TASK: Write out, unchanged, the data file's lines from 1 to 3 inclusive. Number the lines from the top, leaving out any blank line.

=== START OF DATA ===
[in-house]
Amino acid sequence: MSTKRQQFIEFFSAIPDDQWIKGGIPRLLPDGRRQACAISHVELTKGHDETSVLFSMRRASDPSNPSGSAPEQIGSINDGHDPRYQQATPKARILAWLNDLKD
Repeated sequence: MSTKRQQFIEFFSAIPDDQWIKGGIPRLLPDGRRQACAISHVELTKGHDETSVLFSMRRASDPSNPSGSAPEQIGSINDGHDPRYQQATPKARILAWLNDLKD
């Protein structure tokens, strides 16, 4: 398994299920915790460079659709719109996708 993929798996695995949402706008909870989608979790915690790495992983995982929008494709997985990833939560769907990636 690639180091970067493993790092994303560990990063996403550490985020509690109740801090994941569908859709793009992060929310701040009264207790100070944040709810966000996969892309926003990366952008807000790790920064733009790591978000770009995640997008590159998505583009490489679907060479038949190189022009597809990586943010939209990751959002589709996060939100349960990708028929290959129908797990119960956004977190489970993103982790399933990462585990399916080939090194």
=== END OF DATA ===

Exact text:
[in-house]
Amino acid sequence: MSTKRQQFIEFFSAIPDDQWIKGGIPRLLPDGRRQACAISHVELTKGHDETSVLFSMRRASDPSNPSGSAPEQIGSINDGHDPRYQQATPKARILAWLNDLKD
Repeated sequence: MSTKRQQFIEFFSAIPDDQWIKGGIPRLLPDGRRQACAISHVELTKGHDETSVLFSMRRASDPSNPSGSAPEQIGSINDGHDPRYQQATPKARILAWLNDLKD